This particular volume has been sold out immediately after its publication due to highest demand among readers including researchers, instructors, and students of Korean language and linguistics. Its standardized description on grammatical characteristics, concepts and terminologies of Korean language from a perspective of the Korean as one of major world languages serves as a key factor positioning this volume as a must-have reference grammar book for Korean language.
First published in 1994 by Routledge as part of its Descriptive Grammars Series, Korean marked a significant milestone in the internationalization of Korean studies, as it followed the general framework for language description developed by world-renowned typologist, Bernard Comrie. In accordance with the intent of the Routledge series, this allowed the structure of Korean to be presented in a way that facilitates comparison with a broad range of typologically and genetically distinct languages for which parallel reference grammars have been published: Abkhaz, Basque, Tamil, Rumanian, Finnish, Punjabi, and Maori, to name just a few.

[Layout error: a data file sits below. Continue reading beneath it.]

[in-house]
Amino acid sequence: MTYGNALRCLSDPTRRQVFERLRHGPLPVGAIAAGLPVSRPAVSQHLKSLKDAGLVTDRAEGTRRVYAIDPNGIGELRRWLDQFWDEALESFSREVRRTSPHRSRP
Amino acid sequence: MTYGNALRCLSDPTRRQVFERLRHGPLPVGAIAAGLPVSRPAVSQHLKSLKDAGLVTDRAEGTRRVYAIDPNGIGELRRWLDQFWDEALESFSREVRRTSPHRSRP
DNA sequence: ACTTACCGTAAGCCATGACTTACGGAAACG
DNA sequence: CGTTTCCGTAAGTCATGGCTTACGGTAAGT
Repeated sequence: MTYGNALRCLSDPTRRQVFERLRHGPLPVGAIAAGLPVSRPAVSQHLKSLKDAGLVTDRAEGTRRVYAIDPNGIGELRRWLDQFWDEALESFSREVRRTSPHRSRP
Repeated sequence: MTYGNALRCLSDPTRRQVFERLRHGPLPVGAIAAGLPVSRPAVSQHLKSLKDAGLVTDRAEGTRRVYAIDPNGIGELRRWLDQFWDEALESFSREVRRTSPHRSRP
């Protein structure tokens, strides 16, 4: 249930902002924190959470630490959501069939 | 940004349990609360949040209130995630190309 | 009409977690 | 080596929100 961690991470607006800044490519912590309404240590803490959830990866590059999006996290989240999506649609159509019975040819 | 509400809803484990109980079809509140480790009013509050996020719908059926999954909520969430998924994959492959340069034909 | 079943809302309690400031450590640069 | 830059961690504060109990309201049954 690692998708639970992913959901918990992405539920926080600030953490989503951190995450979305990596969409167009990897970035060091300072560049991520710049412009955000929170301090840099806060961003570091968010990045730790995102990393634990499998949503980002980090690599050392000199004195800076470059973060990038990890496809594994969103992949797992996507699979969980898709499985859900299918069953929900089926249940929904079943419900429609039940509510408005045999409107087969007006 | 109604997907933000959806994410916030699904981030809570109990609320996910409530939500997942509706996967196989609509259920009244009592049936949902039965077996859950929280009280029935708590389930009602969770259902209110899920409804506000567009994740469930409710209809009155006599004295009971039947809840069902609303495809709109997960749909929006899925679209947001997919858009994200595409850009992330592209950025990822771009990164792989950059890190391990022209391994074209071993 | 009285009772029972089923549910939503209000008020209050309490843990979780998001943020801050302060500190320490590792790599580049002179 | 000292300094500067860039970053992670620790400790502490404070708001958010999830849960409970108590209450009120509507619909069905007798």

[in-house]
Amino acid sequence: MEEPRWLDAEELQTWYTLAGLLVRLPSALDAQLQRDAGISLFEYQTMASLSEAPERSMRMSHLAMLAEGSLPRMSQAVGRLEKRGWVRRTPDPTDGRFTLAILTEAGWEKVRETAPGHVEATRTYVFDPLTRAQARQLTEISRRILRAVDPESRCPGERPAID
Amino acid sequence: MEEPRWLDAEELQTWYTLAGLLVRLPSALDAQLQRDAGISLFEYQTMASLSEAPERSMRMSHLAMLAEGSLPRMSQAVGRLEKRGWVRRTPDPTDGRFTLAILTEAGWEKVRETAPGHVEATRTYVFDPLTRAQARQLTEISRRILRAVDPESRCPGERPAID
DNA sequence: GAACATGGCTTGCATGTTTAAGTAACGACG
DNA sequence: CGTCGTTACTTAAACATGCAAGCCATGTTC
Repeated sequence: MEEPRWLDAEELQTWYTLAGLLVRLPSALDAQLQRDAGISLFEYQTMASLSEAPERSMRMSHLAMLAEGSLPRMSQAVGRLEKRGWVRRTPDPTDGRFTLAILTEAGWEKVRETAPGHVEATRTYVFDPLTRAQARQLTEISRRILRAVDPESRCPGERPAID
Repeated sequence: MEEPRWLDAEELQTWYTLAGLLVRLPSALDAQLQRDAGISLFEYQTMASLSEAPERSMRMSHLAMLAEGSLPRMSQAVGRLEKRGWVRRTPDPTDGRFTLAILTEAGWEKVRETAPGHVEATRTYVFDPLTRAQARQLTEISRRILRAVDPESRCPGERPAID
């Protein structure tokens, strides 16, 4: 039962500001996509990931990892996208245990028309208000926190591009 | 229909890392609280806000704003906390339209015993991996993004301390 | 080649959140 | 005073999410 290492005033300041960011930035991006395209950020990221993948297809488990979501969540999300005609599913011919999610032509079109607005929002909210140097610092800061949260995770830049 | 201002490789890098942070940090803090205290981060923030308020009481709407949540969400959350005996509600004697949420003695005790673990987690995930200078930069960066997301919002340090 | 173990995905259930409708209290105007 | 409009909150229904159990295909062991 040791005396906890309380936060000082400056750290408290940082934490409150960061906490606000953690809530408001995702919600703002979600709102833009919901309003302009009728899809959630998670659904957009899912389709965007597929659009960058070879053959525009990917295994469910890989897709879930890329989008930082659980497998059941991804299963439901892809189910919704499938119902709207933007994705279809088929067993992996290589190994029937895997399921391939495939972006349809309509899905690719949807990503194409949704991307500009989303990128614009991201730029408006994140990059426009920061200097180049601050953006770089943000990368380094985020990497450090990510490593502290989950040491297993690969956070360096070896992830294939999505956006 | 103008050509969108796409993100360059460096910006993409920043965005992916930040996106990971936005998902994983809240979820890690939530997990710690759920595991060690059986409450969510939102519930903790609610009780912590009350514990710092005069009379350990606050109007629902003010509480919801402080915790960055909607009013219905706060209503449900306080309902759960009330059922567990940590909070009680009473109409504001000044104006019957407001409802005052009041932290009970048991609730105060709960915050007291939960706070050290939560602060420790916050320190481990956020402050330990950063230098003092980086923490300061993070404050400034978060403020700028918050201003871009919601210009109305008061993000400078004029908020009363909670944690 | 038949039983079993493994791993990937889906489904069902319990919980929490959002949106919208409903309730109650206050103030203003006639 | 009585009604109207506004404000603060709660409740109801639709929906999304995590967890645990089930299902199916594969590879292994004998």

Following Comrie’s principles, the book is organized into five major chapters, each covering a different field of inquiry within linguistics: syntax, morphology, phonology, ideophones and interjections, and lexicon. Within each chapter, carefully constructed sections and subsections take the reader through the fine details of the language’s vocabulary and structure, with revealing examples and commentaries underpinning the presentation.
Sohn’s discussion of coordination is a case in point. One of the sixteen major sections in the chapter on syntax, it is subdivided into multiple sub-sections, each dealing with a different aspect of this phenomenon-coordination with ‘and,’ with ‘or’, with ‘but,’ coordination at the level of sentences, coordination at the level of words and phrases, and so on. Reading through these sections, the key points, all amply illustrated, are evident. Not only is the essence of the Korean system easy to discern, the points of differences with other languages, especially English, come quickly to the fore-fulfilling the intent of the book and of the series in which it appears. The entire book is a model of carefully organized and clearly written linguistic exposition and commentary, offering broad coverage of the patterns and phenomena that make Korean unique.
Korean has aged well. It remains a highly accessible and useful compendium of Korean grammar. It is still considered a standard work in the field and is an essential addition to the library of scholars working on Korean linguistics and pedagogy.
— Reviewed by William O’Grady (University of Hawai’i at Manoa)